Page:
Strattera is the brand name of the medication atomoxetine, a medication that helps treat attention-deficit hyperactivity disorder (ADHD). Strattera is designed to address ADHD patients, like paying attention, staying focused, concentrating, and controlling impulsive behaviors. While this medication is relatively safe to take when taken as directed by a doctor, it’s important to speak to the prescribing doctor when stopping. Strattera withdrawal is a common side effect of suddenly quitting the drug, which can lead to uncomfortable symptoms.
Strattera is the first non-stimulant medication approved by the Food and Drug Administration (FDA) for the treatment of ADHD. While Strattera and other non-stimulant medications are considered to be less effective than psychostimulants in treating ADHD, they could be a safer alternative for some patients. For this reason, atomoxetine is considered a second or third-line medication.
Strattera works by increasing the amount of norepinephrine in the central nervous system. Norepinephrine is a neurotransmitter and hormone that plays an important role in your body’s fight-or-flight response. This response appears to help alleviate ADHD symptoms such as impulsivity and hyperactivity.
Strattera comes in capsules and different doses, including 10, 18, 25, 40, and 60 mg strengths. It’s intended to be taken orally, usually twice a day: once in the morning and once in the evening. The dosage and frequency of use are determined by the doctor and decided based on the individual’s symptoms, medical history, and other factors.
It can take a few weeks for a person’s body to become accustomed to taking Strattera. Common side effects that patients may experience in the beginning include:
These side effects usually dissipate as more time passes and the person’s body gets into the rhythm of taking the medication.
Although Strattera isn’t addictive like stimulant medications such as Ritalin and Adderall, patients should always set up a meeting with a doctor if they’re no longer interested in taking it. It’s important to follow the schedule provided by a doctor when taking any prescription medication to prevent a reaction known as withdrawal.
However, while this reaction is common with medications that impact chemicals like dopamine and serotonin, they’re rare if non-existent with medications like Strattera. Atomoxetine withdrawal is rare and typically doesn’t occur.
Unlike other medications that cause withdrawals when a person who’s been taking it for a long time suddenly stops or cuts back, Strattera doesn’t result in a “crash.” Normally, withdrawal symptoms are the result of physical dependence, which is when the body becomes accustomed to a substance to the point where it needs it to function normally.
Physical drug dependence develops over time and occurs with most medications, whether or not they can lead to a substance use disorder. When someone who’s developed a physical dependence on a substance, they may experience withdrawal symptoms if they suddenly stop using them. For this reason, it’s important to discuss a tapering schedule with your doctor should you choose to stop taking this medication.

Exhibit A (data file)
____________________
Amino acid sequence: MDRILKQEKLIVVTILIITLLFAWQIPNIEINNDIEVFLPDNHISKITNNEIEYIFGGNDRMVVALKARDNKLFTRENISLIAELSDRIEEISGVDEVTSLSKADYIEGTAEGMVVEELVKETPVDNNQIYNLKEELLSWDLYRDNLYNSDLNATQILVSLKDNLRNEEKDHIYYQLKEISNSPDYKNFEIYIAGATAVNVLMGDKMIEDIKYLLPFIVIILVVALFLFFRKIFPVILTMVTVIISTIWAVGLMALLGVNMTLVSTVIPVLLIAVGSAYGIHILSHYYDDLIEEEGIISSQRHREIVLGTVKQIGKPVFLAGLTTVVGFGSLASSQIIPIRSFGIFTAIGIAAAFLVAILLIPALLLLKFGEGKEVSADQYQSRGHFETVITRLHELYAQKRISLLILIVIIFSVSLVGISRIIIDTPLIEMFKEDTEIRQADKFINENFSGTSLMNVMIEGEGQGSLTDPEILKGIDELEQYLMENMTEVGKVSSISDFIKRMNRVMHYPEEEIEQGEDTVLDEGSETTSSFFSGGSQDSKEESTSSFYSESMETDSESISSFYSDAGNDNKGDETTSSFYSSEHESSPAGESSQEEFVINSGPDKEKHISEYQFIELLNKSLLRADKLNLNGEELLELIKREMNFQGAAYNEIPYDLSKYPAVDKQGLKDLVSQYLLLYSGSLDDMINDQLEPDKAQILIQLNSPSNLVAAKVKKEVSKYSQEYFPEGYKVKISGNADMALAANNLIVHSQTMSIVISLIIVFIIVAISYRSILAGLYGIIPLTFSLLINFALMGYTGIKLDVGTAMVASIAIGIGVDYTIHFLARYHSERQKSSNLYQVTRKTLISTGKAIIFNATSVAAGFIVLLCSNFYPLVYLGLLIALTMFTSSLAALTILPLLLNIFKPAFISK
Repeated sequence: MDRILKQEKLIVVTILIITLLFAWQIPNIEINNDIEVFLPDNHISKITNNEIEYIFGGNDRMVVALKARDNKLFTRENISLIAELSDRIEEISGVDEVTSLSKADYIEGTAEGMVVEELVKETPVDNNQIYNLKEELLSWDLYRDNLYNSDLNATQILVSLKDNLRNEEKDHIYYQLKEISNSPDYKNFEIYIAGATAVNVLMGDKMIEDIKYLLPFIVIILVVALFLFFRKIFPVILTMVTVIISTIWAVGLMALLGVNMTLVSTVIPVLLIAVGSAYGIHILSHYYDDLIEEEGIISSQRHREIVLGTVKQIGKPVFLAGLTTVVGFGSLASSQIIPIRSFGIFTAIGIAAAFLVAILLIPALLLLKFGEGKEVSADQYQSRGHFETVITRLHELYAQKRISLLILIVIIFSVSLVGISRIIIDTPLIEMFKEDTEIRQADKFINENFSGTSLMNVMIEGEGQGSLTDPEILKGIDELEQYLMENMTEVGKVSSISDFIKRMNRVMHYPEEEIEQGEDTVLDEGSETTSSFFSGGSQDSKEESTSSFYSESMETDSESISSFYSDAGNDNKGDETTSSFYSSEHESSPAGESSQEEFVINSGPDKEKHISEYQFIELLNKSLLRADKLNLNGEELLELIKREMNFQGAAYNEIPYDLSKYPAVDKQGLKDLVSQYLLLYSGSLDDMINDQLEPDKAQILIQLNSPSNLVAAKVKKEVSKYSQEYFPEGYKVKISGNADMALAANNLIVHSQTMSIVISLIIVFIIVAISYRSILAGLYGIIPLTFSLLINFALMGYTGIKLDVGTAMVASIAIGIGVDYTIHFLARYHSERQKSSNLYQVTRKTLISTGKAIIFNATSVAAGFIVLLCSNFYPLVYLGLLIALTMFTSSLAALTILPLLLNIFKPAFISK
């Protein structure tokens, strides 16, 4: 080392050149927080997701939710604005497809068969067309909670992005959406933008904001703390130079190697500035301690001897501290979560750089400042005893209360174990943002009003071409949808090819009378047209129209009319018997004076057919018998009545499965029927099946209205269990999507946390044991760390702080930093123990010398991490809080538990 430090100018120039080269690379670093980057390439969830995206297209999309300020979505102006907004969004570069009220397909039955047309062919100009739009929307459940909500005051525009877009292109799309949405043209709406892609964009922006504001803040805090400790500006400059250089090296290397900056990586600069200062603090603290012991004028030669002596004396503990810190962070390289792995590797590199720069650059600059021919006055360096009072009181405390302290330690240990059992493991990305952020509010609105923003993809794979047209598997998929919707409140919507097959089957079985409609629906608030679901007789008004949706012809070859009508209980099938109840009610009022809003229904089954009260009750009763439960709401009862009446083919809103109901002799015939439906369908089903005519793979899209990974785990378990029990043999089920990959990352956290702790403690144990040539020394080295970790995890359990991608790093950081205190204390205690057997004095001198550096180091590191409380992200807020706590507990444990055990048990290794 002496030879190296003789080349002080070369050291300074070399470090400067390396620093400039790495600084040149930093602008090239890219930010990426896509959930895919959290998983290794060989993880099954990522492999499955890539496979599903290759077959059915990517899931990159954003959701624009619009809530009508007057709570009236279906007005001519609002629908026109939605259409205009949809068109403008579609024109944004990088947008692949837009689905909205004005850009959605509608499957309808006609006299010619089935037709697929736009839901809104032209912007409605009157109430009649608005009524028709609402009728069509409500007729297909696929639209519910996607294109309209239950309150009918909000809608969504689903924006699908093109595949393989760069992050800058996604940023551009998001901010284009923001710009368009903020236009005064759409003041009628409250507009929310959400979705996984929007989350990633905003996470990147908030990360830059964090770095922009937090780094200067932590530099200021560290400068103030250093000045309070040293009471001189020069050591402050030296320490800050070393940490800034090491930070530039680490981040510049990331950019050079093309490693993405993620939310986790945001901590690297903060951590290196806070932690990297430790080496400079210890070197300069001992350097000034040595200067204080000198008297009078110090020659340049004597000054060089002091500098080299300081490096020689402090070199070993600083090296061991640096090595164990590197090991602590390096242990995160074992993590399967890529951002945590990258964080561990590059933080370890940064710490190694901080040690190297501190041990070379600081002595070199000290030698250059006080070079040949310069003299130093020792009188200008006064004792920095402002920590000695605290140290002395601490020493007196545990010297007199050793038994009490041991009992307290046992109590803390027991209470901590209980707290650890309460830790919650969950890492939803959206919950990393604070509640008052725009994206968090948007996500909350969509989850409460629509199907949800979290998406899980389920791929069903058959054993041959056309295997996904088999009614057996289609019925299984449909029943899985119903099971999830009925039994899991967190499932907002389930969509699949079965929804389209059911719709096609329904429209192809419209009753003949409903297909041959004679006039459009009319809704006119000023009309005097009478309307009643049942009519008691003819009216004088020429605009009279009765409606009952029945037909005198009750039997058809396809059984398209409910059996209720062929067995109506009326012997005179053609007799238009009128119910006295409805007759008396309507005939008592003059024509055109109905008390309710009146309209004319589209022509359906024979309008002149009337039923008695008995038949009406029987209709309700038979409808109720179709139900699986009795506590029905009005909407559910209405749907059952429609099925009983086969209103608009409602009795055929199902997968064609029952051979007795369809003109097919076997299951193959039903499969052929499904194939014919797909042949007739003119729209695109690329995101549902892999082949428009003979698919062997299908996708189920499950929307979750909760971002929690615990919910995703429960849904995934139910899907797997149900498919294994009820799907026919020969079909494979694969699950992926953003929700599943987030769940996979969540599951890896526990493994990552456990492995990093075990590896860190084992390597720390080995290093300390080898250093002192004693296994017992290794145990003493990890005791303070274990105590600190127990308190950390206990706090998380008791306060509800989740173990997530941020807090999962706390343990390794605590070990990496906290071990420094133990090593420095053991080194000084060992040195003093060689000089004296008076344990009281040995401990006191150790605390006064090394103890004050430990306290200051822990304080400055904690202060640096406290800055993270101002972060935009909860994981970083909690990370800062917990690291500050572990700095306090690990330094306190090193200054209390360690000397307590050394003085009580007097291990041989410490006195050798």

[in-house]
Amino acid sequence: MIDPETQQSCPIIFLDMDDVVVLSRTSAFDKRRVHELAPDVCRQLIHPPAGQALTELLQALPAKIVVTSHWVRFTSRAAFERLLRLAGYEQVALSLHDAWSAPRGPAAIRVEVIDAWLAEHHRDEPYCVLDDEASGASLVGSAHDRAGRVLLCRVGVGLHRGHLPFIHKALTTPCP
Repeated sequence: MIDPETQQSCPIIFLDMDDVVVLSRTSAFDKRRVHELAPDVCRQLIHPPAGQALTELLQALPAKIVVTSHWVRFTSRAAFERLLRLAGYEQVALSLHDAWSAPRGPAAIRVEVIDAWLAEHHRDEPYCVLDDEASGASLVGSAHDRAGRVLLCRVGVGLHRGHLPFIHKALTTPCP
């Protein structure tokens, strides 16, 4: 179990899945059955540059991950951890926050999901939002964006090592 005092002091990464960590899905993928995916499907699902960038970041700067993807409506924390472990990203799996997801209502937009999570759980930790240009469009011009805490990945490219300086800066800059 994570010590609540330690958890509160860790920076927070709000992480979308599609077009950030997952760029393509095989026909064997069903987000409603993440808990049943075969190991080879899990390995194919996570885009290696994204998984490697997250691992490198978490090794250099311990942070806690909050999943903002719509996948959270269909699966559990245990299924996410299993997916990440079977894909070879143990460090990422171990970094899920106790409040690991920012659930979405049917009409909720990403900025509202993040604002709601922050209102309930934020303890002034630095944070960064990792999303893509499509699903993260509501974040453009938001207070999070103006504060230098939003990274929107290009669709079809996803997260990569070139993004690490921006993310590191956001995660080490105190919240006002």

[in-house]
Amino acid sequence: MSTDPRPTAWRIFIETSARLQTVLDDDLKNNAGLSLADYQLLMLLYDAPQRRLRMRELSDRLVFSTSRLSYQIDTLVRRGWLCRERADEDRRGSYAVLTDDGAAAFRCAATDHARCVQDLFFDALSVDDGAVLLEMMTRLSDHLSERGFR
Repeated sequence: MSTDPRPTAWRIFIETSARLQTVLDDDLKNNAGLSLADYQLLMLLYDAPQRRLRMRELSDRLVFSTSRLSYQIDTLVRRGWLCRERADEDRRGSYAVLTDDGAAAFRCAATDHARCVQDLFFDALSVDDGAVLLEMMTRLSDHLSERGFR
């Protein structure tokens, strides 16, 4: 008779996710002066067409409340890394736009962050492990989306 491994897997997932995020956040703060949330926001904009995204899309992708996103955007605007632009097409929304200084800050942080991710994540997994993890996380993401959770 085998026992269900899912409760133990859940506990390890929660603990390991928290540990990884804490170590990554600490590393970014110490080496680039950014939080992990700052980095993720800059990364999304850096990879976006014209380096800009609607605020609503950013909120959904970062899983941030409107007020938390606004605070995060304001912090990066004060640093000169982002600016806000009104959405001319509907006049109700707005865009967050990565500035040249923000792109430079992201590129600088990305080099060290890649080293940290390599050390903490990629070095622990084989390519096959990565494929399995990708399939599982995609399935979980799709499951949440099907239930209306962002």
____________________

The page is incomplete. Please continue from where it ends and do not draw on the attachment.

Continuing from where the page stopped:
Strattera doesn’t really cause withdrawal symptoms, so there’s no withdrawal timeline. However, it is important to know how long Strattera stays in your system to prevent intoxication and take it properly.
Initially, it can take about 4 to 8 weeks for Strattera to start working and for the body to become accustomed to certain side effects. Strattera’s half-life is about 5 hours, and it can take several half-lives for a drug to be eliminated from a person’s system. The half-life will vary from person to person due to differences in rates of metabolism and other individual factors.
Although atomoxetine withdrawal symptoms, as well as addiction, aren’t common, it is possible to become psychologically and emotionally reliant on any substance, including this one. Strattera can be effective for people with ADHD, some of whom may begin misusing their medication because they believe it will aid in their school or work performance. Additionally, many people believe that ADHD medications can help them study or work more effectively, which isn’t the case. As a result, many individuals become engaged in prescription drug abuse.
If you or someone you know is addicted to a medication or other substance, our residential Christian drug rehab can help. We offer prescription drug addiction treatment that incorporates detox and therapy to help clients recover from physical and psychological symptoms.
For more information about our Christ-centered addiction treatment, call Faith in Recovery at 888-280-4763or give us your contact information, and one of our team members will reach out to you.
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